As for cracking the tooth, I have never heard of a root canaled tooth cracking during the crowning process, though it is a possibility. I would not worry about it though. As long as your dentist is a good restorative dentist, your tooth will not have a great deal of force on it during the process. The tooth will be growned down gently and the a mold taken, and a temp put on. If the dentist and lab do a good job and you do not lose your temp the crown should go on very very easily and that will be the end of it. It takes a long time for a relatively healthy tooth to become brittle enough to break while getting crowned.

And for what dentist, if you like your dentist and plan on continuing using him, I would just wait. You should be fine and your dentist and you have a relationship you can't get with a dentist you just see once or twice to get a crown.

cbale718 08-18-2004 01:04 AM

Re: Root Canal Questions - 1st one kind of urgent
 
kikki, I really appreicate your help. As for my dentist, I actually am not very satisfied with him. He never explains anything to me and never tells me what options I have. I told him my concern about the mercury in the alloy crowns he proposed and he just said mercury is not really bad for me and did not even tell me that gold crowns were another option. I had to do my own research. I've only been with him for 2 years and I'm actually looking for another dentist right now. Anywhoo, thanks for all your help with answering some of my questions.

Kikki 08-18-2004 10:09 PM

Re: Root Canal Questions - 1st one kind of urgent
 
I am sorry that you are not happy with your dentist - that is always hard as your dentist should be someone you have total confidence in. As for the question about the mercury, you are far from the first to come to the boards complaining that their dentist just brushed off their concern about mercury. I have seen several in my short stint here. I just asked a good friend who is a dentist and he said that this happens a lot because dentists are constantly having to defend the mercury in dental restorations. The media has (like lots of things) created a bit of a panic over mercury. The truth is, mercury in dental applications is very rarely a problem for a reasonably healthy adult. There are cases where someone has had problems with mercury and I certainly do not want to belittle them at all as they sometimes suffer severe reactions. But these people are in the minority. The chances of a problem are very low. But this type of paranoia is rampant in our society. If a couple of people have a problem (out of many thousands) we start looking for it to happen to ourselves. That awareness is good, but it should not be used to scare you. So now dentists are constantly having to defend the materials they use. (sorry to get longwinded about this, but I got a long speach when I asked my friend, so I thought I'd pass on the same).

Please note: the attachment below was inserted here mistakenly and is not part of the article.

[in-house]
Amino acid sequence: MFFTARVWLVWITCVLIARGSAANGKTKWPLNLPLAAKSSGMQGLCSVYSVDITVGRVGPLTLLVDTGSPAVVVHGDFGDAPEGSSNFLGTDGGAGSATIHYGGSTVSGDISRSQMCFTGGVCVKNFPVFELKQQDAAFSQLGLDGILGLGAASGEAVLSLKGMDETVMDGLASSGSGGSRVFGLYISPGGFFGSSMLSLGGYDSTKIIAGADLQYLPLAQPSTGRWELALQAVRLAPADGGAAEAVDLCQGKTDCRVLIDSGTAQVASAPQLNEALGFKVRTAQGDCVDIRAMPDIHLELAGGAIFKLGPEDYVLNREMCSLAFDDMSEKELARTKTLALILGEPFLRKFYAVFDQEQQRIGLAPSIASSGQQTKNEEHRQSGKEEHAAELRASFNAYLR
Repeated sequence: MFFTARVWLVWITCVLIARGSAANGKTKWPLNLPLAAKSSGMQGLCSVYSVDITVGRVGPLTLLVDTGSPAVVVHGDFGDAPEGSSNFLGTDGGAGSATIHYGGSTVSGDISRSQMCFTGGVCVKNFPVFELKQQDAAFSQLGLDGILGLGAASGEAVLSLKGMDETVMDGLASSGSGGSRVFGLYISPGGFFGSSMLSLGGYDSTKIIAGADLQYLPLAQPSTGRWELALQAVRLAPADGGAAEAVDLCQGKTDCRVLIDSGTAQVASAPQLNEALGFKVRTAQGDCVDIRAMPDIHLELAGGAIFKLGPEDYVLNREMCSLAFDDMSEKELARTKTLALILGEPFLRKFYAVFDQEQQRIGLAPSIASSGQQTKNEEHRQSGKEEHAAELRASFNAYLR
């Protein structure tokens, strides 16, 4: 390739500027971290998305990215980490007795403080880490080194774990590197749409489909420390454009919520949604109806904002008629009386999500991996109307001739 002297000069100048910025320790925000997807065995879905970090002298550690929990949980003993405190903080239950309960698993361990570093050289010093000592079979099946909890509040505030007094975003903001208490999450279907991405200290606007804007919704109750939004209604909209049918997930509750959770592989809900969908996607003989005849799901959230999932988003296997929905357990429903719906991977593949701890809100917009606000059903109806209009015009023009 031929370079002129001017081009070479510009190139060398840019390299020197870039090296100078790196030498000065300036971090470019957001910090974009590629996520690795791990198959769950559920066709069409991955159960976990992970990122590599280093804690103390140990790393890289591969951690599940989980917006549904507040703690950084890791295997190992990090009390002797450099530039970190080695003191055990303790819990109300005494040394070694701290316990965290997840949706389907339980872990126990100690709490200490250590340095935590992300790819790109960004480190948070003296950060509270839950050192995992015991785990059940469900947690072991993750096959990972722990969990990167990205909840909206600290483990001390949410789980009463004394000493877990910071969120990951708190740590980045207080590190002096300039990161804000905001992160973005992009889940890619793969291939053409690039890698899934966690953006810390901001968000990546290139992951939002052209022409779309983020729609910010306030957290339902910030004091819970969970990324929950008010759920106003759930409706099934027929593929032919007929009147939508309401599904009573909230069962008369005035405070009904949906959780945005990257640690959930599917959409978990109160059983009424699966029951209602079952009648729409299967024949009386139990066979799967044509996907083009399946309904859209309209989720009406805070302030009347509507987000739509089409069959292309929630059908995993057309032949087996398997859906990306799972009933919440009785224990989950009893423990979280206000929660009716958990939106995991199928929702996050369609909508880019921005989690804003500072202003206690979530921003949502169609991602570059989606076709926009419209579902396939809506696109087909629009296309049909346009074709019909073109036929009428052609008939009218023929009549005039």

Nonetheless, your dentist fell short when he did not tell you all the options and then the plusses and minuses of each. I think he should have told you about all the different types of crowns and then why he would suggest a particular one. Don't think that your dentist is offering you something that isn't the best, but the best for your situation. Every case requires your dentist to choose the best possible restoration to fit the patient. If there was a one size fits all solution, then there would be only two types of crowns - an expensive one, and a cheap one. Sometimes dentists unfortunately fail to explain WHY a certain type of restoration is being suggested. Dentists just don't just draw one out of a hat. Don't get me wrong, I am not trying to defend your dentist at all, nor am I accusing you of anything. I have no idea the problems you have been having with him, all I am doing is telling you what I know from watching friends who are dentists, and good ones at that. Unfortunately the most qualified are the least personable.

If you are unhappy with your dentist, maybe seek a new one before having the restoration put on - after all the new one will be the one dealing with it once its in! The most important thing is to find a dentist who you have confidence in and are comfortable talking with.

Keep me posted on what happens - I know you are just ready to have it all behind you!